for National Geographic News
Newly merged black holes might be so jarred by the experience that they go "rogue," careening into space on unexpected trajectories.
In fact, hundreds of these rogue black holes could exist in the Milky Way galaxy alone, according to a new study.
The research is just one of several new findings on black holes presented Wednesday at a meeting of the American Astronomical Society in Austin, Texas.
Together, the observations are helping unravel some mysteries of the superdense objects—while simultaneously offering perplexing new puzzles.
Scientists at the presentation, for instance, offered up new explanations about odd x-ray sources coming from black holes.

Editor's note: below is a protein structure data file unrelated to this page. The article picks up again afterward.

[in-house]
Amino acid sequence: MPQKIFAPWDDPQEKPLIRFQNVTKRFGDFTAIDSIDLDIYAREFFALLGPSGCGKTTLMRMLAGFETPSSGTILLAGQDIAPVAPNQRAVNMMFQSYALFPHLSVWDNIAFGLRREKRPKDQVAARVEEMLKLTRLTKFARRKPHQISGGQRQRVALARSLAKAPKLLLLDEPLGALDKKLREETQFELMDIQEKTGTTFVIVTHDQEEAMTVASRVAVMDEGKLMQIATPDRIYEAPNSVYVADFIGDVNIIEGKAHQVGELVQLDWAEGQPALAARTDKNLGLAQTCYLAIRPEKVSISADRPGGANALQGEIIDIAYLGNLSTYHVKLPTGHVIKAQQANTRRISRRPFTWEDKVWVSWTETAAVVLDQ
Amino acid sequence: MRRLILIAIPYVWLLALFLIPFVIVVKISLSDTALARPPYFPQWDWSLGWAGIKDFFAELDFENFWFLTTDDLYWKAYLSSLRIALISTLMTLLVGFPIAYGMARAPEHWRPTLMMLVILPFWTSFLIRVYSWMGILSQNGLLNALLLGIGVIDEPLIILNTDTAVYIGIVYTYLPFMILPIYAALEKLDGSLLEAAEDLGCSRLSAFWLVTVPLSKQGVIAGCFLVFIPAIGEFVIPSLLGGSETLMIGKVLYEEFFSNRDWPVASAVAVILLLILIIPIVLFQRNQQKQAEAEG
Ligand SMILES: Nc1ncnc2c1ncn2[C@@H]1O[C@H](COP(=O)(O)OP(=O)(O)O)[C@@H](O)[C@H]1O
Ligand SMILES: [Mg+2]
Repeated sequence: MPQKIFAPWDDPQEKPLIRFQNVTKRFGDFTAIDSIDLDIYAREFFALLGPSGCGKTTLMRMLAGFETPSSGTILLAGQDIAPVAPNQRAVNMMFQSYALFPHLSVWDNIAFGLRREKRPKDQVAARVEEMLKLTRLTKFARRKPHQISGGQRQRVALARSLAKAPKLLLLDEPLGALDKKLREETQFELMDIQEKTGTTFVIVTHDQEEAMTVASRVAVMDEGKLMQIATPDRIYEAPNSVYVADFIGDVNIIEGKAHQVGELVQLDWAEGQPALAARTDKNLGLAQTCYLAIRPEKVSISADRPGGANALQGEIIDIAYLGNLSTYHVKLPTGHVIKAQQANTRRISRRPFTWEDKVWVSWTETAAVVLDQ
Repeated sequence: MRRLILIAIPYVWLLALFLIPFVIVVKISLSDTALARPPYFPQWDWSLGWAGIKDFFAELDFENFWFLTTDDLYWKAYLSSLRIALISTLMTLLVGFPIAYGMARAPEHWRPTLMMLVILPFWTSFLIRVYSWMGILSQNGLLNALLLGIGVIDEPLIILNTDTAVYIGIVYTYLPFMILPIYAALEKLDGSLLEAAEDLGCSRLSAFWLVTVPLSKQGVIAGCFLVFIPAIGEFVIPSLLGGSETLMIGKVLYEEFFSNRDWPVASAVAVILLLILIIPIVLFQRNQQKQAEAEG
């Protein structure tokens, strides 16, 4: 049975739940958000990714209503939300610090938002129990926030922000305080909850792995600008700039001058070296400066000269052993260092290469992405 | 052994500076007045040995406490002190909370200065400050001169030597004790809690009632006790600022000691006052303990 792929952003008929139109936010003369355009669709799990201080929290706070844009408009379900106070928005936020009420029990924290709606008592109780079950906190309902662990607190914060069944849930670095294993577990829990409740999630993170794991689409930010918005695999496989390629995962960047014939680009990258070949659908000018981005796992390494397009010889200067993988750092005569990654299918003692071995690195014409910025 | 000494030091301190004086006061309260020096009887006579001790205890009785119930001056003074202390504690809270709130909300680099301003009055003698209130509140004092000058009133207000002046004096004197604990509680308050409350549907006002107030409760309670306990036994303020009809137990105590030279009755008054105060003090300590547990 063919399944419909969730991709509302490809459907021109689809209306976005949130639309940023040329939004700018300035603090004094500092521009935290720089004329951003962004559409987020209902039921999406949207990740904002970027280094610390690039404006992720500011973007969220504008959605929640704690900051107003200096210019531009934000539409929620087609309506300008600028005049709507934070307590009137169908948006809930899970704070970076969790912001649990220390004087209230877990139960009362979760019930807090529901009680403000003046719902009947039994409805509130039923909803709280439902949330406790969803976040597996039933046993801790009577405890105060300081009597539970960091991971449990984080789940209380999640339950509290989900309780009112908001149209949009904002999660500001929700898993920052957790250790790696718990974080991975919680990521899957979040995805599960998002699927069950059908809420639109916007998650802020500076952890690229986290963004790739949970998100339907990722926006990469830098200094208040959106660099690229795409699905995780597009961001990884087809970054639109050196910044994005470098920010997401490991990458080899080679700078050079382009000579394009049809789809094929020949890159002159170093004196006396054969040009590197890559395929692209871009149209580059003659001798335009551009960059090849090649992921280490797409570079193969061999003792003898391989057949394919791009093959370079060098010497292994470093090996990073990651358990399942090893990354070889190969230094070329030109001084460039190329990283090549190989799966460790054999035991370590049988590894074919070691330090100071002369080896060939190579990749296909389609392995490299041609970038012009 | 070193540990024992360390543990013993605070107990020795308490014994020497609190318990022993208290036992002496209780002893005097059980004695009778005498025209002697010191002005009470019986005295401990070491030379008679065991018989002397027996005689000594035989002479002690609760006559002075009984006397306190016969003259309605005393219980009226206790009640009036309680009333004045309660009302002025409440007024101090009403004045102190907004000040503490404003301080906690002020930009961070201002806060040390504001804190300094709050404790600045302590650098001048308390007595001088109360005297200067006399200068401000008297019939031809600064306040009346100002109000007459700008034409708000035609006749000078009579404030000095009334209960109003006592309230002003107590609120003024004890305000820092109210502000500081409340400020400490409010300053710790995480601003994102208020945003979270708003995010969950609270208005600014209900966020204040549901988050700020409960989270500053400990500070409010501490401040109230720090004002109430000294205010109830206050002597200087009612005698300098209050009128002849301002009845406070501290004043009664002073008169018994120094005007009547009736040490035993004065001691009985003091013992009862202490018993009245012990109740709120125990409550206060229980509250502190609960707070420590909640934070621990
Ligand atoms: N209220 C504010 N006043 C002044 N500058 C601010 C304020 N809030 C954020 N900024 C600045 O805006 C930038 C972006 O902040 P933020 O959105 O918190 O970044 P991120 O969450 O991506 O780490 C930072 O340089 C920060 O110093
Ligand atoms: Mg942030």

They also found hints that dark matter may play an important role in the hot disks that form around companion-consuming black holes.
Black Hole Billiards
Astronomers have long known about rogue black holes.
But Kelly Holley-Bockelmann, of Tennessee's Vanderbilt University, and her colleagues were the first to show that the objects could arise from violent mergers.
Using a computer model, Holley-Bockelmann found that two combining black holes rotating at different speeds or of different sizes give the newly merged black hole a big kick.
This sends the object hurtling in an arbitrary direction at velocities as high as 2,485 miles (4,000 kilometers) per second.
"This is much higher than anyone predicted," Holley-Bockelmann said. "Even the average kick velocity of 200 kilometers [124 miles] per second is extremely high."
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